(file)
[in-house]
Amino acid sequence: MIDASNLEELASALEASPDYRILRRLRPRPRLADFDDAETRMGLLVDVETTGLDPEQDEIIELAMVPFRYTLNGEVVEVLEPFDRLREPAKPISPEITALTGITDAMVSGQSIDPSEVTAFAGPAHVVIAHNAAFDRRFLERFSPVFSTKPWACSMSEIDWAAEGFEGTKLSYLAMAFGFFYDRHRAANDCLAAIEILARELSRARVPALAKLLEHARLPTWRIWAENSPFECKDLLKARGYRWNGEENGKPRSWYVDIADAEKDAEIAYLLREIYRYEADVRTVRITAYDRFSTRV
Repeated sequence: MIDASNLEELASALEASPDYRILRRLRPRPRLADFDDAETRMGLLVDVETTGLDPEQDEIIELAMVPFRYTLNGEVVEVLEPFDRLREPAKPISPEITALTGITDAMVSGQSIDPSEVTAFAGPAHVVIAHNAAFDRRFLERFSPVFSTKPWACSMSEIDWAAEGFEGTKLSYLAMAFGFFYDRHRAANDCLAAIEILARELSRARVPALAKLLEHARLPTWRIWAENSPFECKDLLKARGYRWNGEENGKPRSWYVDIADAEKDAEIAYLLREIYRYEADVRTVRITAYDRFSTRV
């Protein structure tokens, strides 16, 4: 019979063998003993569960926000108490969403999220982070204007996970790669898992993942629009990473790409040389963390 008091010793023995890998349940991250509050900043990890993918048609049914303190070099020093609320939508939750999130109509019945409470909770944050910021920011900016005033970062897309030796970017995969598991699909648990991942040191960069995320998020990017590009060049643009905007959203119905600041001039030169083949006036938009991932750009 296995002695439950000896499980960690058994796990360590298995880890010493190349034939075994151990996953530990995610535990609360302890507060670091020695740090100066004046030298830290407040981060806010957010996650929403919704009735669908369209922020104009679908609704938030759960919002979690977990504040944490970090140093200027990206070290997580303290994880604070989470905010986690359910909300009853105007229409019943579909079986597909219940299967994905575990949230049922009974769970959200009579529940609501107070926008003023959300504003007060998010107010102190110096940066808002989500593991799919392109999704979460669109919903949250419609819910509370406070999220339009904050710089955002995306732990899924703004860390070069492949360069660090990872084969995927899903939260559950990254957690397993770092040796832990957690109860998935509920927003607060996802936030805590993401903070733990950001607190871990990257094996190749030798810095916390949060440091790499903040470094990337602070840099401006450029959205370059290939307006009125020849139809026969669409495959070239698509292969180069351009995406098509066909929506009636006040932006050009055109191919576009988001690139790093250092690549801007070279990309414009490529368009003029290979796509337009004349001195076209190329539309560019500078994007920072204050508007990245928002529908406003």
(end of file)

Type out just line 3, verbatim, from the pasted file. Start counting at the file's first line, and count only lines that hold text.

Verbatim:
Repeated sequence: MIDASNLEELASALEASPDYRILRRLRPRPRLADFDDAETRMGLLVDVETTGLDPEQDEIIELAMVPFRYTLNGEVVEVLEPFDRLREPAKPISPEITALTGITDAMVSGQSIDPSEVTAFAGPAHVVIAHNAAFDRRFLERFSPVFSTKPWACSMSEIDWAAEGFEGTKLSYLAMAFGFFYDRHRAANDCLAAIEILARELSRARVPALAKLLEHARLPTWRIWAENSPFECKDLLKARGYRWNGEENGKPRSWYVDIADAEKDAEIAYLLREIYRYEADVRTVRITAYDRFSTRV